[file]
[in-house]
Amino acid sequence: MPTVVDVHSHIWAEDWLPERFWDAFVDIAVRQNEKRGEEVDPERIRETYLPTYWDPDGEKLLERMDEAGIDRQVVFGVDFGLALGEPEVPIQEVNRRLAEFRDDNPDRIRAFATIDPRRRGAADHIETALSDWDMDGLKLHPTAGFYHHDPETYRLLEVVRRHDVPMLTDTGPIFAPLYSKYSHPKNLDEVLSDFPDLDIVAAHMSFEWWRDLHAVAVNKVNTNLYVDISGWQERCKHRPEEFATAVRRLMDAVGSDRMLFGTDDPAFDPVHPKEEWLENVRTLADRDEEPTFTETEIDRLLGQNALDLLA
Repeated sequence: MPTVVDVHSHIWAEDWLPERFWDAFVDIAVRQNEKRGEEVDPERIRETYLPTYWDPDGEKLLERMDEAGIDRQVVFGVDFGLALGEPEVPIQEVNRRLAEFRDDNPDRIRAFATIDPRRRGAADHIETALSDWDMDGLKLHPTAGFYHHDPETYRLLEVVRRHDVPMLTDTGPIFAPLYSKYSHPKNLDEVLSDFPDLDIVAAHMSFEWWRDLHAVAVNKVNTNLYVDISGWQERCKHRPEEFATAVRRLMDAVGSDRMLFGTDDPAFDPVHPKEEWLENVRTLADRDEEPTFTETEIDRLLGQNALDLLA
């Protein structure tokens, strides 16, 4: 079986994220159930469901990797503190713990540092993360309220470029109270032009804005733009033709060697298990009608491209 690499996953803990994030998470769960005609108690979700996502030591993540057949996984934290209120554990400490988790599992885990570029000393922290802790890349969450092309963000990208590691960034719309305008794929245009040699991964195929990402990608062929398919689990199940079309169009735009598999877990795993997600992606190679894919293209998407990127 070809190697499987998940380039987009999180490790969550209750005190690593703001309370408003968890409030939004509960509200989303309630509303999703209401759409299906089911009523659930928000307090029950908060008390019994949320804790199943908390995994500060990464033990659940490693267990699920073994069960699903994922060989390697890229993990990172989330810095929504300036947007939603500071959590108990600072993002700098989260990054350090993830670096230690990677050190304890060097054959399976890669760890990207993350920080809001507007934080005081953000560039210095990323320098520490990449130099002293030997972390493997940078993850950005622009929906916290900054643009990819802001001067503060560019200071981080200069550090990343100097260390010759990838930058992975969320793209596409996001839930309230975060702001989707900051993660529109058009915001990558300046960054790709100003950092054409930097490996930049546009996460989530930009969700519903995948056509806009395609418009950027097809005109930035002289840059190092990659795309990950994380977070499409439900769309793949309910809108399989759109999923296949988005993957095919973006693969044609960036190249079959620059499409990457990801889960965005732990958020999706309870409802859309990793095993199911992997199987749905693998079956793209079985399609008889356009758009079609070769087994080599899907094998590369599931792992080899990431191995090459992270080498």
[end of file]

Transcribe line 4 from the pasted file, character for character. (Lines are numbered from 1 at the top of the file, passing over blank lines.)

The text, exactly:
């Protein structure tokens, strides 16, 4: 079986994220159930469901990797503190713990540092993360309220470029109270032009804005733009033709060697298990009608491209 690499996953803990994030998470769960005609108690979700996502030591993540057949996984934290209120554990400490988790599992885990570029000393922290802790890349969450092309963000990208590691960034719309305008794929245009040699991964195929990402990608062929398919689990199940079309169009735009598999877990795993997600992606190679894919293209998407990127 070809190697499987998940380039987009999180490790969550209750005190690593703001309370408003968890409030939004509960509200989303309630509303999703209401759409299906089911009523659930928000307090029950908060008390019994949320804790199943908390995994500060990464033990659940490693267990699920073994069960699903994922060989390697890229993990990172989330810095929504300036947007939603500071959590108990600072993002700098989260990054350090993830670096230690990677050190304890060097054959399976890669760890990207993350920080809001507007934080005081953000560039210095990323320098520490990449130099002293030997972390493997940078993850950005622009929906916290900054643009990819802001001067503060560019200071981080200069550090990343100097260390010759990838930058992975969320793209596409996001839930309230975060702001989707900051993660529109058009915001990558300046960054790709100003950092054409930097490996930049546009996460989530930009969700519903995948056509806009395609418009950027097809005109930035002289840059190092990659795309990950994380977070499409439900769309793949309910809108399989759109999923296949988005993957095919973006693969044609960036190249079959620059499409990457990801889960965005732990958020999706309870409802859309990793095993199911992997199987749905693998079956793209079985399609008889356009758009079609070769087994080599899907094998590369599931792992080899990431191995090459992270080498």